The 21st century has seen an influx of young adult novels being made into movie franchises, Harry Potter and Twilight being two of the more successful franchises. The Hunger Games franchise has certainly hit those heights too, with each of the first three movies making well over $600million worldwide.
Director: Francis Lawrence
Starring: Jennifer Lawrence, Josh Hutcherson, Liam Hemsworth, Woody Harrelson, Elizabeth Banks, Julianne Moore, Philip Seymour Hoffman, Stanley Tucci, Donald Sutherland
Run Time: 137 Minutes
Release Date: Out Now
Similar to the Harry Potter and Twilight series, the final book in The Hunger Games series has been split into two parts. The writers do this to get everything from the novel into the films, which helps tie up all plots but we all know it is also a clever way for the studios to earn more money from the franchise. Part one of Mockingjay was a good movie, but as with those other two franchises, it basically set up for the big finale in part two.
Picking up from where part one left off, the movie follows District 13’s assault on the Capitol. Katniss, played by Jennifer Lawrence (X-Men: Days of Future Past and American Hustle), is the figurehead of the assault and is followed by a film crew to promote their cause. Joined by Gale (Liam Hemsworth), Peeta (Josh Hutcherson), Finnick (Sam Claflin) and a team of mercenaries they head to the outskirts of the Capitol.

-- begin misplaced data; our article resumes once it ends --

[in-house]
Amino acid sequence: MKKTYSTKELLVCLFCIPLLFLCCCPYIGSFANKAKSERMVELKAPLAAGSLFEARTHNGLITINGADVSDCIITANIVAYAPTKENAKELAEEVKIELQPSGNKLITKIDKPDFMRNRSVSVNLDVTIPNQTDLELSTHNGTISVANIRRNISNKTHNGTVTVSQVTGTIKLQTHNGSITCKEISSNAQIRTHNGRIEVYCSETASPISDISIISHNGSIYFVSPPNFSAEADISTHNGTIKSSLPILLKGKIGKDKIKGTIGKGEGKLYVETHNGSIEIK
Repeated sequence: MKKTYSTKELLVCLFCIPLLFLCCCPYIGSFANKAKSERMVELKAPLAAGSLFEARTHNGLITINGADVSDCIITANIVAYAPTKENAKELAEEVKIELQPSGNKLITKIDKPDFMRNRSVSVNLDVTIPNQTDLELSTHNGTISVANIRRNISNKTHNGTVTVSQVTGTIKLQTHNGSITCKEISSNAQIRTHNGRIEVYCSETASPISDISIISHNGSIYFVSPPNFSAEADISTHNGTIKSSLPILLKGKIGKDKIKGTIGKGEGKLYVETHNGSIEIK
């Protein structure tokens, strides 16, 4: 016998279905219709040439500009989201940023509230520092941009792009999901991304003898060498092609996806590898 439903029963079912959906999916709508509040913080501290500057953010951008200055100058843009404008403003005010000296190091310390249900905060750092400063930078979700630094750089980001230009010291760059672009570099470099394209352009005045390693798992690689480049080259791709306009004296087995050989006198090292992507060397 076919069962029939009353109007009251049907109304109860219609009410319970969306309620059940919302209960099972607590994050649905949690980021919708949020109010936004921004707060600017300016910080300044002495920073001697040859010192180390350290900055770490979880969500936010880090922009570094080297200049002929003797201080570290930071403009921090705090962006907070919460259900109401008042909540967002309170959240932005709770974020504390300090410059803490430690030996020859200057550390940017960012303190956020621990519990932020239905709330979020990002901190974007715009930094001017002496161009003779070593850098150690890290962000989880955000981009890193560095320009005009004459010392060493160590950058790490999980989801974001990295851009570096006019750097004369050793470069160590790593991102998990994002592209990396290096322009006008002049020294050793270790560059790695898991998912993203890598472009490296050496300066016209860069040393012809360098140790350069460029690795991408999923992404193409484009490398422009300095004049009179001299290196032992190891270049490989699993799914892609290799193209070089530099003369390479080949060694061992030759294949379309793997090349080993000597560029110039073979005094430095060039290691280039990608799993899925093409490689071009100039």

Katniss’ plan, assassinate President Snow, played by Donald Sutherland. The problem is the city has been set up much like the games, with booby traps littering the landscape. With the help of a map, the team try to navigate through these traps but, unfortunately, discover that the map is incomplete.
Following an unfortunate encounter with one such trap, the movie moves underground as the team decide that the best way to avoid these traps is to head through the sewer system. Whereas most of the promotion for the movie has focused on the above-ground assault, this trip into the sewers actually provides on the of the best scenes in the movie as they fight against monster reminiscent of the creatures from The Descent
Escaping the horror in the tunnels, Katniss, Gale and a what remains of their team find themselves close to where the citizens of District 1 are making their way to a safe haven in Snow’s palace and seeing an opportunity, they disguise themselves in an attempt to end the grounds.
This is where the movie takes a dark turn as soldiers from District 13 attack the checkpoint and bombs begin exploding around them. It’s unknown who planned the explosions, whether it was Snow as a way of blaming the rebels for bloodshed, or the rebel soldiers as part of their attack plan, what it clear, though, is the unsettling consequences for both sides.
Throughout the series as a whole Katniss has struggled with the ethics of war and killing and there is a lot of emphasis on this in the Mockingjay movies, throughout both, there is a conflict raging between herself and Coin, played by Julianne Moore, and the methods used by the District 13 leader to achieve her goals.